UC Berkeley | Berkeley, CA | 2020
Academic Major: Chemical Engineering, Astrophysics
Hometown: Fremont, CA
FASCINATING FACT ABOUT ME
“I design and build race cars -- more specifically the carbon fiber body work and aerodynamic wings!”
What is the topic of your research this summer and what are your related goals?
“Currently, I am working on a cosmology project with Michelle Ntampaka in Professor Daniel Eisenstein's group. I am using a Random Forest, a machine learning classification algorithm, to characterize galaxy cluster membership. Galaxy clusters are massive and rare; knowing their mass is essential to constraining cosmological models. However, in optical observations it is hard to determine galaxies that are in the fore- or background of the cluster. I have about 38,000 simulated clusters that I will use to train a machine learning model that can identify the interloping clusters! My related goals are to be able to present my work effectively at two conferences in October and January (SACNAS and AAS) as well as explore the intersection between science and society.”
What area of astronomy fascinates you most or brings out the most passion in you?
“Doing Model United Nations (MUN) for six years, in both high school and college, has shown me that astronomy can bring people together in a way no other field does. There is this sense that no one knows what is out there! Great things have come from nations working together, like the International Space Station (ISS) with its 20-year history of international cooperation or even the Event Horizon Telescope (EHT), which captured the first image of a black hole. Collaboration in astronomy is essential because of the sheer magnitude of the Universe. I get excited about working with objects that are light years away from us and using them to understand the Universe at large and how life came to exist. I am also excited about combining my passions for chemistry, engineering, and astronomy via astrochemistry — specifically to understand the formation of complex organic molecules in space.”
What do you aspire to do?
“Astronomy fuels my curiosity whereas research satisfies it. I will be a senior in the fall semester, so my short term goals are related to graduate applications. I could see myself working in instrumentation within astrochemistry to build tools to collect data which I will then analyze, drawing on my past experience with the research and tools in chemical, mechanical, and electrical engineering as well as astrophysics. I think I am driven by a search for knowledge and making it accessible to everyone. I believe that science and policy are fundamentally intertwined, and I want to use my platform to liaise between the general public, politicians, and the scientific community. As a scientist, I want to bring attention to policies that affect communities and the world, while pushing the boundaries of our understanding of the universe. Ultimately, I want to better the world through civic action and through my research.”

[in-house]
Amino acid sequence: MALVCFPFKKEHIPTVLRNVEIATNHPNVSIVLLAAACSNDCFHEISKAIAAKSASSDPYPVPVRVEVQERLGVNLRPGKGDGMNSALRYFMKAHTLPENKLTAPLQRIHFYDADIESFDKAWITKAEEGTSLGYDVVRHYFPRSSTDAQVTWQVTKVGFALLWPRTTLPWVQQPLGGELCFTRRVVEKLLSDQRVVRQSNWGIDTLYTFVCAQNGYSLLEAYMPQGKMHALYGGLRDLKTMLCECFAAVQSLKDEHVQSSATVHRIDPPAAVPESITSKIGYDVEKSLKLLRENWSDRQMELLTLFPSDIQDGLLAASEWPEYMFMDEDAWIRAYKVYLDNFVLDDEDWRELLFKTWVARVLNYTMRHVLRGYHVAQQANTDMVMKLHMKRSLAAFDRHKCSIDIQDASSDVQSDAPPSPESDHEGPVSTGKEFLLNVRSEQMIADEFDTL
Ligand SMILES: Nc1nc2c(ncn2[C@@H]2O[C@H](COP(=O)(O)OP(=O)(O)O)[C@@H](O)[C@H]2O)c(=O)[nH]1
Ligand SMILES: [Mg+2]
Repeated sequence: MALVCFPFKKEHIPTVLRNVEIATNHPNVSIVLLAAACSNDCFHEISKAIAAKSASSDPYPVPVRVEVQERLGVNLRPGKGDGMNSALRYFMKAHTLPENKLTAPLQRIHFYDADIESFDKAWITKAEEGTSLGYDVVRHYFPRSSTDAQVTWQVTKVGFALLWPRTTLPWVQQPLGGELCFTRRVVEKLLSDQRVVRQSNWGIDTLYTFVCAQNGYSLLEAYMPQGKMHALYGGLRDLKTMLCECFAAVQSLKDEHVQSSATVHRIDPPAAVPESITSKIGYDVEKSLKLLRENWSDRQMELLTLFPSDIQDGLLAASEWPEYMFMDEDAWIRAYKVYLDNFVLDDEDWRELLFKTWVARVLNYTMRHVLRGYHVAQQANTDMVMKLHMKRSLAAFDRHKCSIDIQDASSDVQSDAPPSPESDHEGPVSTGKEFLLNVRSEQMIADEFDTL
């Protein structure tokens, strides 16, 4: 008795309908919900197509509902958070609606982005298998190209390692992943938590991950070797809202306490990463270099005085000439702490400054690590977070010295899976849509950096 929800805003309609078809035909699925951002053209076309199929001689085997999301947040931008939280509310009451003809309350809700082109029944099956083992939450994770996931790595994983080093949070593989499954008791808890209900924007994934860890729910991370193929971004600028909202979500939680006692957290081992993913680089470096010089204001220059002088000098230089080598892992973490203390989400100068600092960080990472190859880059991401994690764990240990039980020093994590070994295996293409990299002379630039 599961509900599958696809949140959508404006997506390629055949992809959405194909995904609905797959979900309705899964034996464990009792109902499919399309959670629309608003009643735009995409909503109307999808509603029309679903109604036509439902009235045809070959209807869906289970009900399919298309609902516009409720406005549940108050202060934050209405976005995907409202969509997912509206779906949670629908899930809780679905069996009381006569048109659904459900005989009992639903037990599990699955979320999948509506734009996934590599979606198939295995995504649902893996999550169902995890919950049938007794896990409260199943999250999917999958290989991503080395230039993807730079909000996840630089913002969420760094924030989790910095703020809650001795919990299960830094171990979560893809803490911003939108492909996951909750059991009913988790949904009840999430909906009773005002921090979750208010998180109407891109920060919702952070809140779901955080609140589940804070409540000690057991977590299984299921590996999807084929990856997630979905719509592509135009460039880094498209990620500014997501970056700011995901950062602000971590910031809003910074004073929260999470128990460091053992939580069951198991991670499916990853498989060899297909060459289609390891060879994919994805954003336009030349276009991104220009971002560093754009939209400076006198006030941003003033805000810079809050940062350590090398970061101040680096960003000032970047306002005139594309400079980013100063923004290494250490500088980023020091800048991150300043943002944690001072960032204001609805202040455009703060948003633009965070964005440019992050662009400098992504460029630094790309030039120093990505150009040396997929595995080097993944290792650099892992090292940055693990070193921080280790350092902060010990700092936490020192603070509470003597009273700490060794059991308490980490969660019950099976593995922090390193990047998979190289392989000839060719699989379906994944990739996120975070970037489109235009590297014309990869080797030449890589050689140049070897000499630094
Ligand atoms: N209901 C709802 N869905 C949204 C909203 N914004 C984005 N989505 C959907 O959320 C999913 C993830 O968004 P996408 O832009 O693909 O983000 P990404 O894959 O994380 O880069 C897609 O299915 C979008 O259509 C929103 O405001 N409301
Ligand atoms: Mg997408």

What significant lessons have you learned this summer so far?
“The skills I’ve picked up in machine learning, research, and networking will be useful in graduate school. Aside from those, I’ve learned the importance of community and creating safe spaces for those who need them. My time at Banneker is the longest and farthest I have been away from home, and while there have been bouts of homesickness, I have people around me who care. I have never been part of a community like this one at Banneker and the Center for Astrophysics (CfA), with so many like-minded individuals who are passionate about the astronomical sciences. I think we all can gain more by putting process over product and letting any end results come naturally. I am learning so much just taking each day one at a time and enjoying being in this intense but rewarding environment. I also learned that I love New England and would love to leave NorCal for the east coast!”
What parts of your experience with Banneker would you like to see modeled in the broader astronomy community?
“Banneker emphasizes community, which is quite important in fields like astronomy where traditionally marginalized folks can feel ostracized. I have struggled as an engineering student to show that my knowledge is transferable to physics, and I have been written off by some who see my majors as mutually exclusive. Banneker, however, has helped me succeed in my scientific pursuits alongside people who celebrate uniqueness, encourage my abilities, and welcome different perspectives. I appreciate being around people who have been through similar experiences as I have (in two STEM fields) as a woman of color and an immigrant. I hope to bridge the gap between astronomy and community!”
What would you say to a student who is considering applying to Banneker in the future? Can you recall the reasons you applied?
“Banneker is essentially [a simulation of] the first ten weeks of graduate school. It will be difficult and will challenge you in ways you didn’t expect, but you can do it! Be prepared for lots of work, learning, growth, and—of course—memories! I applied to the program because of my background in Model United Nations (MUN) and my experience as a fellow in a congressional campaign. I am passionate about the issues affecting the world and I wanted space to discuss them in an academic and scientific context. Banneker has given me a community that I am so grateful for!”